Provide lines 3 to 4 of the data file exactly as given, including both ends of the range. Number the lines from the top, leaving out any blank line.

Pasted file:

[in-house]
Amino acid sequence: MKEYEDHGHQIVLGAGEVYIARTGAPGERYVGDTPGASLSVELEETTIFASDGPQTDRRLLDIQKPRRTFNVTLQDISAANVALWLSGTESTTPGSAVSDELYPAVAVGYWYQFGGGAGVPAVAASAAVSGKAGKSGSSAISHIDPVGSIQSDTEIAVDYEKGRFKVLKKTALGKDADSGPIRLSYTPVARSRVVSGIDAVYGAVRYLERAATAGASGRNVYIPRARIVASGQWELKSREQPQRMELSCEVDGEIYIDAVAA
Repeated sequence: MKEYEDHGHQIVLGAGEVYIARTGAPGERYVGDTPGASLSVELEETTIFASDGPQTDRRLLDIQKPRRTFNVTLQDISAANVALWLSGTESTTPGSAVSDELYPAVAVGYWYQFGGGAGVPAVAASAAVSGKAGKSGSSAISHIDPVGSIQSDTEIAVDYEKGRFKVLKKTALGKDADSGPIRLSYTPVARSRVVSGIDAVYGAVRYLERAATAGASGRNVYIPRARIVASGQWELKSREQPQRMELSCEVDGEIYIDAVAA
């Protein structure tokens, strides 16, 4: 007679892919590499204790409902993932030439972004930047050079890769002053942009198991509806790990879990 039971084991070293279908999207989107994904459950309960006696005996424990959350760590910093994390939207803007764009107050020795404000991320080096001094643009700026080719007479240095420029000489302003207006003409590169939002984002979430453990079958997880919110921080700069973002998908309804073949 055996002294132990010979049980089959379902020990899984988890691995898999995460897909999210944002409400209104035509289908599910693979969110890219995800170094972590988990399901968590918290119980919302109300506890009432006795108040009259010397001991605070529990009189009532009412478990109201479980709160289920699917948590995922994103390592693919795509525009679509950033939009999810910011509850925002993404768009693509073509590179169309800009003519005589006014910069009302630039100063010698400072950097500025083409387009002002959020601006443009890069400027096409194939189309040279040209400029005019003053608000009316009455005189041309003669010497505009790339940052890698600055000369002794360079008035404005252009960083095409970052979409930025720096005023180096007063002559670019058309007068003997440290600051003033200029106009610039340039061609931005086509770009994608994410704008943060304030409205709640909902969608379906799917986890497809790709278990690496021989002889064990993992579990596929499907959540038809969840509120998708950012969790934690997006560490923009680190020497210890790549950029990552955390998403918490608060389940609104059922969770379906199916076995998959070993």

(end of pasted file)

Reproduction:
Repeated sequence: MKEYEDHGHQIVLGAGEVYIARTGAPGERYVGDTPGASLSVELEETTIFASDGPQTDRRLLDIQKPRRTFNVTLQDISAANVALWLSGTESTTPGSAVSDELYPAVAVGYWYQFGGGAGVPAVAASAAVSGKAGKSGSSAISHIDPVGSIQSDTEIAVDYEKGRFKVLKKTALGKDADSGPIRLSYTPVARSRVVSGIDAVYGAVRYLERAATAGASGRNVYIPRARIVASGQWELKSREQPQRMELSCEVDGEIYIDAVAA
């Protein structure tokens, strides 16, 4: 007679892919590499204790409902993932030439972004930047050079890769002053942009198991509806790990879990 039971084991070293279908999207989107994904459950309960006696005996424990959350760590910093994390939207803007764009107050020795404000991320080096001094643009700026080719007479240095420029000489302003207006003409590169939002984002979430453990079958997880919110921080700069973002998908309804073949 055996002294132990010979049980089959379902020990899984988890691995898999995460897909999210944002409400209104035509289908599910693979969110890219995800170094972590988990399901968590918290119980919302109300506890009432006795108040009259010397001991605070529990009189009532009412478990109201479980709160289920699917948590995922994103390592693919795509525009679509950033939009999810910011509850925002993404768009693509073509590179169309800009003519005589006014910069009302630039100063010698400072950097500025083409387009002002959020601006443009890069400027096409194939189309040279040209400029005019003053608000009316009455005189041309003669010497505009790339940052890698600055000369002794360079008035404005252009960083095409970052979409930025720096005023180096007063002559670019058309007068003997440290600051003033200029106009610039340039061609931005086509770009994608994410704008943060304030409205709640909902969608379906799917986890497809790709278990690496021989002889064990993992579990596929499907959540038809969840509120998708950012969790934690997006560490923009680190020497210890790549950029990552955390998403918490608060389940609104059922969770379906199916076995998959070993």